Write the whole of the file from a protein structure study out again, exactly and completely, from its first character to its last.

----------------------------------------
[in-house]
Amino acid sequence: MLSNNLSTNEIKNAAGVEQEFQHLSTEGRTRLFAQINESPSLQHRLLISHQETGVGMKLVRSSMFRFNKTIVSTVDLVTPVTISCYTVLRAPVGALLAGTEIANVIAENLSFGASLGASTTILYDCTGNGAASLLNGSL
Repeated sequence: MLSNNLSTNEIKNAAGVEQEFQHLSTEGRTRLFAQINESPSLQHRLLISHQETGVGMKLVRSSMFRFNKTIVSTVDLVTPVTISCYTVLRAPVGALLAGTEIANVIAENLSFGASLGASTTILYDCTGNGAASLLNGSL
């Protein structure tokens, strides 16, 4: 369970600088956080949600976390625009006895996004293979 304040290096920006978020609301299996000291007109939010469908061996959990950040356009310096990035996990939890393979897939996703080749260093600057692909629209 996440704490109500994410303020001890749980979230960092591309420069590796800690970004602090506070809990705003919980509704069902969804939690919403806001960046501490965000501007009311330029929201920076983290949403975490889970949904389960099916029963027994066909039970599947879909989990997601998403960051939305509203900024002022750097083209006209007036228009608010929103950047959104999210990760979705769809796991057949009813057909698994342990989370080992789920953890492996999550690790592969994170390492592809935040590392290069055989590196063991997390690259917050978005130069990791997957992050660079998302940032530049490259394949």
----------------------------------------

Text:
[in-house]
Amino acid sequence: MLSNNLSTNEIKNAAGVEQEFQHLSTEGRTRLFAQINESPSLQHRLLISHQETGVGMKLVRSSMFRFNKTIVSTVDLVTPVTISCYTVLRAPVGALLAGTEIANVIAENLSFGASLGASTTILYDCTGNGAASLLNGSL
Repeated sequence: MLSNNLSTNEIKNAAGVEQEFQHLSTEGRTRLFAQINESPSLQHRLLISHQETGVGMKLVRSSMFRFNKTIVSTVDLVTPVTISCYTVLRAPVGALLAGTEIANVIAENLSFGASLGASTTILYDCTGNGAASLLNGSL
């Protein structure tokens, strides 16, 4: 369970600088956080949600976390625009006895996004293979 304040290096920006978020609301299996000291007109939010469908061996959990950040356009310096990035996990939890393979897939996703080749260093600057692909629209 996440704490109500994410303020001890749980979230960092591309420069590796800690970004602090506070809990705003919980509704069902969804939690919403806001960046501490965000501007009311330029929201920076983290949403975490889970949904389960099916029963027994066909039970599947879909989990997601998403960051939305509203900024002022750097083209006209007036228009608010929103950047959104999210990760979705769809796991057949009813057909698994342990989370080992789920953890492996999550690790592969994170390492592809935040590392290069055989590196063991997390690259917050978005130069990791997957992050660079998302940032530049490259394949």